There is value in getting out and talking to other business owners, even if they aren’t in your industry. In fact, those small business owners outside your industry can share even more as it’s likely they are reading and following different sources than you. A mastermind group may be just want you need to kick start your growth.
I call my group a mini-mastermind. I meet with one or two other marketing-minded small business owners every 6 weeks for a few hours. In our meetings, we share helpful resources we’ve found and freely ask questions about anything we need help with in our businesses. It’s informal. We don’t have an agenda or a mission statement. But it works for us.
I’ve learned new technologies and plug ins to make blogging easier and more effective, SEO tips, and strategies for generating new traffic to my website. Sure, I could surf the web and find some of this information, but I’m learning from a person who cares about my business, has tried these methods and strategies and can share first hand how it helped his business. I gain a sense of satisfaction, too, in giving back. It’s fun to help other small business owners break through a rut.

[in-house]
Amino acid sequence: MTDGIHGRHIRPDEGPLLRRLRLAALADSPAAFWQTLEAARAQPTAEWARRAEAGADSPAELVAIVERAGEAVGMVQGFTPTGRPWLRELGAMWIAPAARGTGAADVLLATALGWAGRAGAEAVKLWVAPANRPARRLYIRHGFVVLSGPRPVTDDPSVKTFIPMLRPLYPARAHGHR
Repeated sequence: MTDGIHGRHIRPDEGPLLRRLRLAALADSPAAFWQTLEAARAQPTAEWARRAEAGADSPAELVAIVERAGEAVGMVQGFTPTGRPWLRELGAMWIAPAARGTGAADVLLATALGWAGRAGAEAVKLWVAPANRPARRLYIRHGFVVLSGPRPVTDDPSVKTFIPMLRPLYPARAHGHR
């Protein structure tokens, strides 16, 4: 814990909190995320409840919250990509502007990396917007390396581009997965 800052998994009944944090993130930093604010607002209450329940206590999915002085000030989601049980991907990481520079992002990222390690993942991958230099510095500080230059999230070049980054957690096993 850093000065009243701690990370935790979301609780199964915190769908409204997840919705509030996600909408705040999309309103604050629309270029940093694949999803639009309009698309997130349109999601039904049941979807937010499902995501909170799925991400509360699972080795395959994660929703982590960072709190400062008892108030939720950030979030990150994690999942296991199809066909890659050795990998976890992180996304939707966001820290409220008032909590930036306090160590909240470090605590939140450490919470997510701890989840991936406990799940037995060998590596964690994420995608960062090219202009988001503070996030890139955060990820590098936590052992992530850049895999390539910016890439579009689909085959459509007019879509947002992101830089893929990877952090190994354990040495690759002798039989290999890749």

My mastermind helps provide an outside perspective on things I may be too close to, like the homepage design of my website. A fresh set of eyeballs belonging to someone who knows just enough about our business to provide valuable insight is priceless. My group is open to teaching me what they have learned because they don’t consider me competition.
Here are a few tips for starting your own mastermind group.
1) Start with networking groups. I’m not necessarily a big fan of these as it seems everyone is trolling for new business. But if you join one where learning is the purpose (versus finding a job), i.e. a social media networking group, you’ll find other small business owners who are looking for more engagement with others like them.
2) Read local blogs or search for bloggers in your city. My mastermind started by chance – I reached out to a blogger whose work I admire. It turned out, he lived nearby (odd coincidence, I know). We attended a Chamber event together, realized we could learn from each other, and set up the informal group.
3) Ask your Chamber of Commerce who they view as thought leaders in your community. Who are the movers and shakers who are trying new things and involved in the community. Reach out, offer to take to them to lunch, think about what you can help them with. For masterminds to work, you have to give as well as take.
4) Shop local. Often the small business owner is working in the business and you can develop a relationship by talking to them. Pop into their store, mention you’re a small business owner, too. Find a common challenge. Business owners love talking shop with other business owners.
5) Be open-minded. You may not think a small business owner in a particular industry that is so different than your own can truly help you, but you’d be surprised. Be open to people from all walks of life joining your group. As small business owners, you probably have more in common than you realize.
Go ahead and get out there. Connect with other great local business owners and watch your business grow.